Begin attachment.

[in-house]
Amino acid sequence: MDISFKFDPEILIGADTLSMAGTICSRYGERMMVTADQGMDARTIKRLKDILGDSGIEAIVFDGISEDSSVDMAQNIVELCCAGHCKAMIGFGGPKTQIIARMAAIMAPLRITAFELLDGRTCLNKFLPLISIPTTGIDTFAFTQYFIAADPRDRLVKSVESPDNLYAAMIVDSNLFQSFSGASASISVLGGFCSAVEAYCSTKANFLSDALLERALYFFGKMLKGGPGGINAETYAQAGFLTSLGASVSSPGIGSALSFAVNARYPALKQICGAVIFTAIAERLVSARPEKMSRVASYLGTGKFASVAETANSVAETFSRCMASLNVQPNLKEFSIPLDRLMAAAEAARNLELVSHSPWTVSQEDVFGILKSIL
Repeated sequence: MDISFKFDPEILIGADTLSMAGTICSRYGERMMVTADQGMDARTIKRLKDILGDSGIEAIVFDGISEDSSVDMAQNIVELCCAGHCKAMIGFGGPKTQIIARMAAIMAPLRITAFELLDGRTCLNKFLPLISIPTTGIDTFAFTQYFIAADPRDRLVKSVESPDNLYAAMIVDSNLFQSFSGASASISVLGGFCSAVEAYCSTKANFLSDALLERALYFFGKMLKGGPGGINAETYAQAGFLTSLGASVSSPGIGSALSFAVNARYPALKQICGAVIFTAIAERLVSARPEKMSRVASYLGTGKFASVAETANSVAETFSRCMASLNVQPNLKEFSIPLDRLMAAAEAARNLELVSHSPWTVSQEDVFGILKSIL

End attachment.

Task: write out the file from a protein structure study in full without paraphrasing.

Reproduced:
[in-house]
Amino acid sequence: MDISFKFDPEILIGADTLSMAGTICSRYGERMMVTADQGMDARTIKRLKDILGDSGIEAIVFDGISEDSSVDMAQNIVELCCAGHCKAMIGFGGPKTQIIARMAAIMAPLRITAFELLDGRTCLNKFLPLISIPTTGIDTFAFTQYFIAADPRDRLVKSVESPDNLYAAMIVDSNLFQSFSGASASISVLGGFCSAVEAYCSTKANFLSDALLERALYFFGKMLKGGPGGINAETYAQAGFLTSLGASVSSPGIGSALSFAVNARYPALKQICGAVIFTAIAERLVSARPEKMSRVASYLGTGKFASVAETANSVAETFSRCMASLNVQPNLKEFSIPLDRLMAAAEAARNLELVSHSPWTVSQEDVFGILKSIL
Repeated sequence: MDISFKFDPEILIGADTLSMAGTICSRYGERMMVTADQGMDARTIKRLKDILGDSGIEAIVFDGISEDSSVDMAQNIVELCCAGHCKAMIGFGGPKTQIIARMAAIMAPLRITAFELLDGRTCLNKFLPLISIPTTGIDTFAFTQYFIAADPRDRLVKSVESPDNLYAAMIVDSNLFQSFSGASASISVLGGFCSAVEAYCSTKANFLSDALLERALYFFGKMLKGGPGGINAETYAQAGFLTSLGASVSSPGIGSALSFAVNARYPALKQICGAVIFTAIAERLVSARPEKMSRVASYLGTGKFASVAETANSVAETFSRCMASLNVQPNLKEFSIPLDRLMAAAEAARNLELVSHSPWTVSQEDVFGILKSIL